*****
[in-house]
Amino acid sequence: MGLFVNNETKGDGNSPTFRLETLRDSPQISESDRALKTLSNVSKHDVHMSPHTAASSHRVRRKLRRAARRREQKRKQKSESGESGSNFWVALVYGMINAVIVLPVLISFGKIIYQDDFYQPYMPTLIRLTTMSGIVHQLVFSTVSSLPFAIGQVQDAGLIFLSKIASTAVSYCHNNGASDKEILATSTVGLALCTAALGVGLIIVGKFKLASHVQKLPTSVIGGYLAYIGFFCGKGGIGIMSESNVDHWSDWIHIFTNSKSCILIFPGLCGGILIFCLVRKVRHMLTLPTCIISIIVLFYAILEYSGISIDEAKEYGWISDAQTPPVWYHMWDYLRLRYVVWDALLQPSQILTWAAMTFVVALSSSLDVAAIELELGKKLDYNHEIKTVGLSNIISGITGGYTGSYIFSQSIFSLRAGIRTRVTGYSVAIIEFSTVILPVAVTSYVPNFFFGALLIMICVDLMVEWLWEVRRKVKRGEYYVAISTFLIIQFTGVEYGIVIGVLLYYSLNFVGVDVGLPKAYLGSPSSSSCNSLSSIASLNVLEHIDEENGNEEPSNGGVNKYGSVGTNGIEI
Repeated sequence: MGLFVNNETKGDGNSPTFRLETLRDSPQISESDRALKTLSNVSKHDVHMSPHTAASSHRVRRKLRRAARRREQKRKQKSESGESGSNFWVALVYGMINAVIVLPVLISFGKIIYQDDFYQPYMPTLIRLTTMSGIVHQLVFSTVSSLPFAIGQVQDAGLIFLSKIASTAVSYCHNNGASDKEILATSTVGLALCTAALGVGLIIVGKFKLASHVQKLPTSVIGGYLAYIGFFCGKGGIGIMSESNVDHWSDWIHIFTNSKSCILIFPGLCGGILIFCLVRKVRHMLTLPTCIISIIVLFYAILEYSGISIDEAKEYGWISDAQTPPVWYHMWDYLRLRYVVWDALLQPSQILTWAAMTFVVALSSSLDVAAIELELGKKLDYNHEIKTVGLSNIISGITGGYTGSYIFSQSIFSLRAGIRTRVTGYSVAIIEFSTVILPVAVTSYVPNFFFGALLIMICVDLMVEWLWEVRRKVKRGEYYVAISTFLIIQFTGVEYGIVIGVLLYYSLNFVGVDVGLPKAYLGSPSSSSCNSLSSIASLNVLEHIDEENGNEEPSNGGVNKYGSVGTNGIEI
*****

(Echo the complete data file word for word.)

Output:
[in-house]
Amino acid sequence: MGLFVNNETKGDGNSPTFRLETLRDSPQISESDRALKTLSNVSKHDVHMSPHTAASSHRVRRKLRRAARRREQKRKQKSESGESGSNFWVALVYGMINAVIVLPVLISFGKIIYQDDFYQPYMPTLIRLTTMSGIVHQLVFSTVSSLPFAIGQVQDAGLIFLSKIASTAVSYCHNNGASDKEILATSTVGLALCTAALGVGLIIVGKFKLASHVQKLPTSVIGGYLAYIGFFCGKGGIGIMSESNVDHWSDWIHIFTNSKSCILIFPGLCGGILIFCLVRKVRHMLTLPTCIISIIVLFYAILEYSGISIDEAKEYGWISDAQTPPVWYHMWDYLRLRYVVWDALLQPSQILTWAAMTFVVALSSSLDVAAIELELGKKLDYNHEIKTVGLSNIISGITGGYTGSYIFSQSIFSLRAGIRTRVTGYSVAIIEFSTVILPVAVTSYVPNFFFGALLIMICVDLMVEWLWEVRRKVKRGEYYVAISTFLIIQFTGVEYGIVIGVLLYYSLNFVGVDVGLPKAYLGSPSSSSCNSLSSIASLNVLEHIDEENGNEEPSNGGVNKYGSVGTNGIEI
Repeated sequence: MGLFVNNETKGDGNSPTFRLETLRDSPQISESDRALKTLSNVSKHDVHMSPHTAASSHRVRRKLRRAARRREQKRKQKSESGESGSNFWVALVYGMINAVIVLPVLISFGKIIYQDDFYQPYMPTLIRLTTMSGIVHQLVFSTVSSLPFAIGQVQDAGLIFLSKIASTAVSYCHNNGASDKEILATSTVGLALCTAALGVGLIIVGKFKLASHVQKLPTSVIGGYLAYIGFFCGKGGIGIMSESNVDHWSDWIHIFTNSKSCILIFPGLCGGILIFCLVRKVRHMLTLPTCIISIIVLFYAILEYSGISIDEAKEYGWISDAQTPPVWYHMWDYLRLRYVVWDALLQPSQILTWAAMTFVVALSSSLDVAAIELELGKKLDYNHEIKTVGLSNIISGITGGYTGSYIFSQSIFSLRAGIRTRVTGYSVAIIEFSTVILPVAVTSYVPNFFFGALLIMICVDLMVEWLWEVRRKVKRGEYYVAISTFLIIQFTGVEYGIVIGVLLYYSLNFVGVDVGLPKAYLGSPSSSSCNSLSSIASLNVLEHIDEENGNEEPSNGGVNKYGSVGTNGIEI